Advertisement

HindustanTimes Mon,22 Dec 2014
A coloured view of wearing the tricolour
Viju Cherian , Hindustan Times
September 11, 2013
First Published: 21:12 IST(11/9/2013)
Last Updated: 02:44 IST(12/9/2013)

How much do you love your country? And to what extent would you go to see its honour upheld and to ensure no one disrespects symbols that represent your motherland? This is a tricky one. Now try answering this one: Are you more patriotic than the person sitting next to you? Or than your neighbour?

The Supreme Court's order on Monday asking the Centre and the BCCI to reply to a petition that the officials had failed to protect the honour of the tricolour during cricket matches held in Kolkata raises these questions.

The apex court was reviewing an appeal against an order of the Calcutta High Court. A petitioner had moved the high court complaining that spectators had dishonoured the national flag during two matches that were played at the Eden Gardens ground in Kolkata.

Spectators, in various photographs that were presented as proof, were seen using the flag as a turban or putting it over their shoulders. This, it is contended in the petition, was a serious violation of the Prevention of Insults to National Honour Act, 1971 and the Flag Code of India, 2002.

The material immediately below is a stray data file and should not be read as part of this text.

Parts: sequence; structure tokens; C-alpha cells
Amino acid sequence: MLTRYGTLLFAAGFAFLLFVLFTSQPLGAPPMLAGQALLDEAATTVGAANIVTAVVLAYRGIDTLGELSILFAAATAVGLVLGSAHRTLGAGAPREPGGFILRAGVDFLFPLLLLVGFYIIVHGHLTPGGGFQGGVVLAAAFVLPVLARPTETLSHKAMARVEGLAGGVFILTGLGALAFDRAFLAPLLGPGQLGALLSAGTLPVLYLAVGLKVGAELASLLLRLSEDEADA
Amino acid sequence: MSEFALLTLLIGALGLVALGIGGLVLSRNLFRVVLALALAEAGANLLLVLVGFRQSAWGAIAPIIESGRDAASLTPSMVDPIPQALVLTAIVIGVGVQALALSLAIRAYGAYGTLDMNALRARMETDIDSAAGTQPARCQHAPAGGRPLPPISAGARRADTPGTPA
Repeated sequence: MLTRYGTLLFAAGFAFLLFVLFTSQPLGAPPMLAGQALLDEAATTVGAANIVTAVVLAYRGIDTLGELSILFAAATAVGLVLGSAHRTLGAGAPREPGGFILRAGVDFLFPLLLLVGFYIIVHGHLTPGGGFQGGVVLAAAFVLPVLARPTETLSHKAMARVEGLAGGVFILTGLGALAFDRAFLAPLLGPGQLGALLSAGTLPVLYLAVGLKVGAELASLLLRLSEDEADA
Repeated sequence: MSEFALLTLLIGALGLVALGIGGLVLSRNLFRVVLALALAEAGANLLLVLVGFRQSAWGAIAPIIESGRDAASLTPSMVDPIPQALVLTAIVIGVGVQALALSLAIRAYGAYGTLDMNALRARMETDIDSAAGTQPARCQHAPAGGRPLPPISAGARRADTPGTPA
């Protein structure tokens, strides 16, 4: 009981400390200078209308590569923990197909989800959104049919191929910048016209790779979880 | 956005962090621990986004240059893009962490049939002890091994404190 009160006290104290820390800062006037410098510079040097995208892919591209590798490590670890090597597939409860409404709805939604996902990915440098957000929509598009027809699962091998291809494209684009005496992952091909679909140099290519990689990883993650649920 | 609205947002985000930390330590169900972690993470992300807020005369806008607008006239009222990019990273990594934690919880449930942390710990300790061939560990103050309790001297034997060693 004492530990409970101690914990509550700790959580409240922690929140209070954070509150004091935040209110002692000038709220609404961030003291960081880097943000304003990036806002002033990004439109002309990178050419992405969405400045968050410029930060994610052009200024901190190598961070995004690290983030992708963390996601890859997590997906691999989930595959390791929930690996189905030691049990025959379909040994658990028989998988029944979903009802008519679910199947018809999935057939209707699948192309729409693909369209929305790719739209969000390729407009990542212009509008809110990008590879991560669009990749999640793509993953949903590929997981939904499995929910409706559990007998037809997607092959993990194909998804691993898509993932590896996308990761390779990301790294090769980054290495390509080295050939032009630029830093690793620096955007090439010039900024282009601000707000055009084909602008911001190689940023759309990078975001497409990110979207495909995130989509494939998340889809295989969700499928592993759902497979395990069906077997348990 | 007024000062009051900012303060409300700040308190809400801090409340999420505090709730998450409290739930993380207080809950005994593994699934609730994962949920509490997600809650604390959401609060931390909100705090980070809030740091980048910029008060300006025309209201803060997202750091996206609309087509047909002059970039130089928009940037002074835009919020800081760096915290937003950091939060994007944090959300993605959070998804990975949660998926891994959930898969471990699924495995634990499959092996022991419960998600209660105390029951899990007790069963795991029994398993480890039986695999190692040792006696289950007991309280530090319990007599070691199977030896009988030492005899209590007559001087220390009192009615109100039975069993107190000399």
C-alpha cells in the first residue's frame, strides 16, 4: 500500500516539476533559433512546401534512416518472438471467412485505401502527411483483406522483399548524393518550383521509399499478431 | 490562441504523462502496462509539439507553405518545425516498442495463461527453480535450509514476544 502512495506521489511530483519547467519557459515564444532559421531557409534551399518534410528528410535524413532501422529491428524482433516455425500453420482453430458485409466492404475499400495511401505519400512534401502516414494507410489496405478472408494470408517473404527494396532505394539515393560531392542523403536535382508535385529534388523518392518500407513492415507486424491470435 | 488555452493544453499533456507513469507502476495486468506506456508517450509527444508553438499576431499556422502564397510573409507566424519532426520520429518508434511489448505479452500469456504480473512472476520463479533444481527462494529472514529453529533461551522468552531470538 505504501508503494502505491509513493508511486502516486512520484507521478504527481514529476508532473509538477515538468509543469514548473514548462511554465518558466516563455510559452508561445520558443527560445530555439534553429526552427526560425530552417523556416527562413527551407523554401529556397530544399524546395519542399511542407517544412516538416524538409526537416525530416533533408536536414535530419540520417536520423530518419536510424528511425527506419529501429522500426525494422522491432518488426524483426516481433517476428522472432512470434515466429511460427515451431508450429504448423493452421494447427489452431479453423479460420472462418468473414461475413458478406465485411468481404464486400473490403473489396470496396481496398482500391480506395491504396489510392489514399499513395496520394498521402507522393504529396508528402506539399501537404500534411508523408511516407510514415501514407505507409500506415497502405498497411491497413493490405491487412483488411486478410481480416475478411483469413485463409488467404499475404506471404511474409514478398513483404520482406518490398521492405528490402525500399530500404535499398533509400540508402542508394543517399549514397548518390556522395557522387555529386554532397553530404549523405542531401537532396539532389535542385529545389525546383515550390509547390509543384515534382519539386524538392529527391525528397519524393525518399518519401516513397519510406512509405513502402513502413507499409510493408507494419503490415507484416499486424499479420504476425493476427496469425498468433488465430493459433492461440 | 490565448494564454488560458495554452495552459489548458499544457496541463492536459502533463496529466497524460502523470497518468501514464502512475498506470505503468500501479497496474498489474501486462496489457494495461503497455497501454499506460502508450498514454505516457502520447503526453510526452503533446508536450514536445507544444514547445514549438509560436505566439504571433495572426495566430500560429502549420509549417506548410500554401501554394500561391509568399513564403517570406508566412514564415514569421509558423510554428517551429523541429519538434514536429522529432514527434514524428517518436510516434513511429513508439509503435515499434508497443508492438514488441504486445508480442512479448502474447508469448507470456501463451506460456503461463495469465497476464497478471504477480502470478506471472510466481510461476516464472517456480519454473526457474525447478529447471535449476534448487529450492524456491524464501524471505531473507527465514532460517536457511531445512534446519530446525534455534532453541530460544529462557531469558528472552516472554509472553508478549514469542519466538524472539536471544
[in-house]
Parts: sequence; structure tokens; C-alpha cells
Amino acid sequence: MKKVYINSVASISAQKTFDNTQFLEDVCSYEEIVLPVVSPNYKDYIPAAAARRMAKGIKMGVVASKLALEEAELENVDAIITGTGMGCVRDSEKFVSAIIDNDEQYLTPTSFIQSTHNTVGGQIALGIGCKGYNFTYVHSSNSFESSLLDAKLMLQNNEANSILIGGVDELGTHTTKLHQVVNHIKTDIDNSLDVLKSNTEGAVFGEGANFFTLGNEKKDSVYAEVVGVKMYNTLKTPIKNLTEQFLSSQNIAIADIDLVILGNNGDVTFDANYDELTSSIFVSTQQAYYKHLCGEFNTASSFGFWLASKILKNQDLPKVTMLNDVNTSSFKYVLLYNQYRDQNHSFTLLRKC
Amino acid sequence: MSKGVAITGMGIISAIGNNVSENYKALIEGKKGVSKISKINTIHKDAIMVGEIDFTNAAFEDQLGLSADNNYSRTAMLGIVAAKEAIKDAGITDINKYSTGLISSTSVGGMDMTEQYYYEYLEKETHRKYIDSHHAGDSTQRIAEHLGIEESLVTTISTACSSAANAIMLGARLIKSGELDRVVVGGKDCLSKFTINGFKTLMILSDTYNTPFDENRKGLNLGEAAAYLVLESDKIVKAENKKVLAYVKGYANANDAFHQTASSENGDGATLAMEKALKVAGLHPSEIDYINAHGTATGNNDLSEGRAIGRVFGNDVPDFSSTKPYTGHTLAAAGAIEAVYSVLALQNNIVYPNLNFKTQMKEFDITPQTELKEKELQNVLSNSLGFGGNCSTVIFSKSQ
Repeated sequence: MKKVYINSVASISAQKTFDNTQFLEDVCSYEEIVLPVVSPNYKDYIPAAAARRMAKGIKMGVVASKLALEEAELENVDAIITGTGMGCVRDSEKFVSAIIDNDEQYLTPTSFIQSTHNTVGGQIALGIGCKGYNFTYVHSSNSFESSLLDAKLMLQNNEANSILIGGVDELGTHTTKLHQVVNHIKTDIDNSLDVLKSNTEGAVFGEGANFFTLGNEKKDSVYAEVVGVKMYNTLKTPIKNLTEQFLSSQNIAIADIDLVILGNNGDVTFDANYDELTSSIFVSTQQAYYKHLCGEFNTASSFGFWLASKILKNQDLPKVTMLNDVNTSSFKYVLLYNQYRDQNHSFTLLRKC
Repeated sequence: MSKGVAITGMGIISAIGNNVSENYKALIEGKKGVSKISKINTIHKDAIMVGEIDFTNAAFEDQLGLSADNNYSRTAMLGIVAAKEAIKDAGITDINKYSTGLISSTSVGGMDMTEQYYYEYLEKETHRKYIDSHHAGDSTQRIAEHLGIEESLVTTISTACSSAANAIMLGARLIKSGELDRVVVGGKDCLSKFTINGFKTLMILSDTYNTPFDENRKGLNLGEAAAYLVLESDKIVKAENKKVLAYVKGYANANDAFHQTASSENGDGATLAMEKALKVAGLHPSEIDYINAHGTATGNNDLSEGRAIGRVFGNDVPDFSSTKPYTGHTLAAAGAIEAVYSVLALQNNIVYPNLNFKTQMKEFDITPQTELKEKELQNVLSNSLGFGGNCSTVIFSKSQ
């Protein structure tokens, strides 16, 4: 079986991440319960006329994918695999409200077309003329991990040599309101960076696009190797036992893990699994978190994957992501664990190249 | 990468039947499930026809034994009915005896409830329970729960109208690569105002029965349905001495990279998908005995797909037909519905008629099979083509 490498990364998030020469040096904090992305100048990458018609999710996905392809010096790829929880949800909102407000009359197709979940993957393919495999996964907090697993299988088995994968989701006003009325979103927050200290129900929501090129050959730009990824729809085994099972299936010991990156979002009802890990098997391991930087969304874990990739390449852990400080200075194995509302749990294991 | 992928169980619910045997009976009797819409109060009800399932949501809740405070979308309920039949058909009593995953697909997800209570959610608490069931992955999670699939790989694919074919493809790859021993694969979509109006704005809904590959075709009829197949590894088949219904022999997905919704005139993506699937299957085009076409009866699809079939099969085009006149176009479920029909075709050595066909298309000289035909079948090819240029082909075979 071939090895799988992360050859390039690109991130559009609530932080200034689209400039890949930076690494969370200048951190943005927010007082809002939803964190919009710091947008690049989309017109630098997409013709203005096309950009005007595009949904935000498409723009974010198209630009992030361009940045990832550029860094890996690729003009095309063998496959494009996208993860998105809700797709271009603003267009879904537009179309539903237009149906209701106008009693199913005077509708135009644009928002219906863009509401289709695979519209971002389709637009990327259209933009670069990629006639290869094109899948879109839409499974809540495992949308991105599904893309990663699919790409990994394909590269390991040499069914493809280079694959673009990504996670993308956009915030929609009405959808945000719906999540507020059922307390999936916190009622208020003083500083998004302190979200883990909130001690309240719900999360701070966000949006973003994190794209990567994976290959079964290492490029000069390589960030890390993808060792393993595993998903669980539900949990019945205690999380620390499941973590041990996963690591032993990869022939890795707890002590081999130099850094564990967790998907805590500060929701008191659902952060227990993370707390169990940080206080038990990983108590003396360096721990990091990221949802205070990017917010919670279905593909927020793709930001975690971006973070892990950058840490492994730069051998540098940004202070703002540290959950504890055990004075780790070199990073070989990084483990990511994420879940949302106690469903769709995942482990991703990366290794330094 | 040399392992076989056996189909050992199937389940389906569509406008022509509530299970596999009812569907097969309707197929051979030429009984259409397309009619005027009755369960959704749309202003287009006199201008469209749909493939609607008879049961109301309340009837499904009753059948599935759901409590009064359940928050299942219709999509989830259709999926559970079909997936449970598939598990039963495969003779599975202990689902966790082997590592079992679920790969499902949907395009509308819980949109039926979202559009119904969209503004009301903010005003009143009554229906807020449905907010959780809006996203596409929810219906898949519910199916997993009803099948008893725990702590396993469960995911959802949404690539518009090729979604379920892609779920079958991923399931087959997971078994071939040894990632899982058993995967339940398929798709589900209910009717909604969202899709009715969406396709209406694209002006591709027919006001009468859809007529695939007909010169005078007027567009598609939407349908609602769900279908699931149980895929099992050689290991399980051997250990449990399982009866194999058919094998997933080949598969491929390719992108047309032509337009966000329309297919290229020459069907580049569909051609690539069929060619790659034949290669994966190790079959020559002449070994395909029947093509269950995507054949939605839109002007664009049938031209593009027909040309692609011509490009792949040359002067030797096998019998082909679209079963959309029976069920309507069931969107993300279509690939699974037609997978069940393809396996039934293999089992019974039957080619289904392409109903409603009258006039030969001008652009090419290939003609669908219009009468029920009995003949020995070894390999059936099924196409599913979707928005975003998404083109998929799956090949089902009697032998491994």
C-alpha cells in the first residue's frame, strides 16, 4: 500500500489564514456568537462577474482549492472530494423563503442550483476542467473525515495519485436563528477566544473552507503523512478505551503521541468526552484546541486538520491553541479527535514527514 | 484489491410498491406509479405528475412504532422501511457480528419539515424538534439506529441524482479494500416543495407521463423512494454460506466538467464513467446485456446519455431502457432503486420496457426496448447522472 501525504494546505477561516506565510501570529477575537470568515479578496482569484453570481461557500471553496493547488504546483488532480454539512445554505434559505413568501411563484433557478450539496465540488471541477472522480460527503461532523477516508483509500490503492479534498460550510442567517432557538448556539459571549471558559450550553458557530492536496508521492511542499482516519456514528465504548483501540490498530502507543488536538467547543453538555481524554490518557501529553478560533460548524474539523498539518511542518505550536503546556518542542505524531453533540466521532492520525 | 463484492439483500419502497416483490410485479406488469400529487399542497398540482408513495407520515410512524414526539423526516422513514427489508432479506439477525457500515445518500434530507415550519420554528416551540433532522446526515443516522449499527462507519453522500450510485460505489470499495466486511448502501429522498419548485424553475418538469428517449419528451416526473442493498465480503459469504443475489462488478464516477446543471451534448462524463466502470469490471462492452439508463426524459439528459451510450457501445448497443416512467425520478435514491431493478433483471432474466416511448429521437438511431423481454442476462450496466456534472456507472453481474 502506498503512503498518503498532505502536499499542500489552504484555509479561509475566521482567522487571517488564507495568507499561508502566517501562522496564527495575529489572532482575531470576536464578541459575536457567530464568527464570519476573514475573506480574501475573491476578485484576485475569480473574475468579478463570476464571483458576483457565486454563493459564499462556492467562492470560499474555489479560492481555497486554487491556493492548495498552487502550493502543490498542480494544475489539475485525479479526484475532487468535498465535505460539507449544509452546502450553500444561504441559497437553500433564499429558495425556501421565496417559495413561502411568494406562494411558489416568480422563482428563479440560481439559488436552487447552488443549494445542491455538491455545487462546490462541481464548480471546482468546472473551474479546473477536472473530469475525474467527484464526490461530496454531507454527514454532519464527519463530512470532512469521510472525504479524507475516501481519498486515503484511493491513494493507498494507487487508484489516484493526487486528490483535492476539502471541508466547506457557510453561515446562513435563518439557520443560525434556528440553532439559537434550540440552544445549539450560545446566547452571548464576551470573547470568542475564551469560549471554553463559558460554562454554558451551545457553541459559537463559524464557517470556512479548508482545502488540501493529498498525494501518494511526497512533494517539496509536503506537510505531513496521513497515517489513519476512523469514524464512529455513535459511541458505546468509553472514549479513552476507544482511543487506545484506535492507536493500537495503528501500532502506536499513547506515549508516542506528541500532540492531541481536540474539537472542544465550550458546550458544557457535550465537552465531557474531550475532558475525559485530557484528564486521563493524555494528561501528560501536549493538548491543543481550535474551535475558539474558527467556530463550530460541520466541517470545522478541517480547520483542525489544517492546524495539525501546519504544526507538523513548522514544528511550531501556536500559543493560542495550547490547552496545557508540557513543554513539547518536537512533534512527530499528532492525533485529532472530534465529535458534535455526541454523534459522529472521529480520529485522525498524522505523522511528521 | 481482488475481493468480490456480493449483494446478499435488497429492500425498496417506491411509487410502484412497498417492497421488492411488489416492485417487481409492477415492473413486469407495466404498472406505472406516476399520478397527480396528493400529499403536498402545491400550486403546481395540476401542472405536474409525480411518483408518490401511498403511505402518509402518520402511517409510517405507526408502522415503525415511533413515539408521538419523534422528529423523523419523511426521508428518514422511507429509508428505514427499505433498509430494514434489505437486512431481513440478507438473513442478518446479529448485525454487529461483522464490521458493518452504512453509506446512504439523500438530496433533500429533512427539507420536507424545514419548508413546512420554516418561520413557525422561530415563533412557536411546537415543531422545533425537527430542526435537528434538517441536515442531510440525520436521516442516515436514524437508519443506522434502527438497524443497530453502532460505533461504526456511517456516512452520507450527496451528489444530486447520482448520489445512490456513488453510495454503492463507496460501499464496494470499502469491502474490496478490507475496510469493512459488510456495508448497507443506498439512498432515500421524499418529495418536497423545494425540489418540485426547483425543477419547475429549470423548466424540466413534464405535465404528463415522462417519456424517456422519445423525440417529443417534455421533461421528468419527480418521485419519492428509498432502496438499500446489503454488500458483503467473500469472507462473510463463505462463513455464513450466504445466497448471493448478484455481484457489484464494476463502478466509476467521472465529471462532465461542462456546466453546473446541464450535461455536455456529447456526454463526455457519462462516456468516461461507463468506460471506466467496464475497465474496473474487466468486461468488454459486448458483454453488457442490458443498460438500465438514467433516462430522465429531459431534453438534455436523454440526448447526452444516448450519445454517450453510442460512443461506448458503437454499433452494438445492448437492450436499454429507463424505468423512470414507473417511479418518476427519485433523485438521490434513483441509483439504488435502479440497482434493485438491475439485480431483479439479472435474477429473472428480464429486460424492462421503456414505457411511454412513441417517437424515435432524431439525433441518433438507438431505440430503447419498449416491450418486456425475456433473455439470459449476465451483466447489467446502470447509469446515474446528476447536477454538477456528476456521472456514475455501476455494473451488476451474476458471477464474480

While there is no standardised metre to measure patriotic fervour, we have many informal ways of grading it. You're different from the 'others' if you have a thumbnail-size tricolour brooch pinned to your breast pocket.

It is still, however, unlawful to 'wear' the national flag and to display it anywhere south of the belly button. If you have a beach shirt with the Union Jack design on it or a stars-and-stripes undergarment and thought of getting its desi version, hold on to that thought.... or even better, just forget about it. Such spontaneous outbursts of patriotism need to be exorcised as the misuse of the tiranga could land you in jail.

Honour and respect are intangible, superfluous social constructs that cannot be defined in definite terms. Attempts to give them a definite boundary, as the national honour Act and the flag code does, often end up creating confusion.

Until there's more clarity on this, don't drape yourself in the tricolour on a cold winter night while cheering for Team India.


Advertisement
Copyright © 2014 HT Media Limited. All Rights Reserved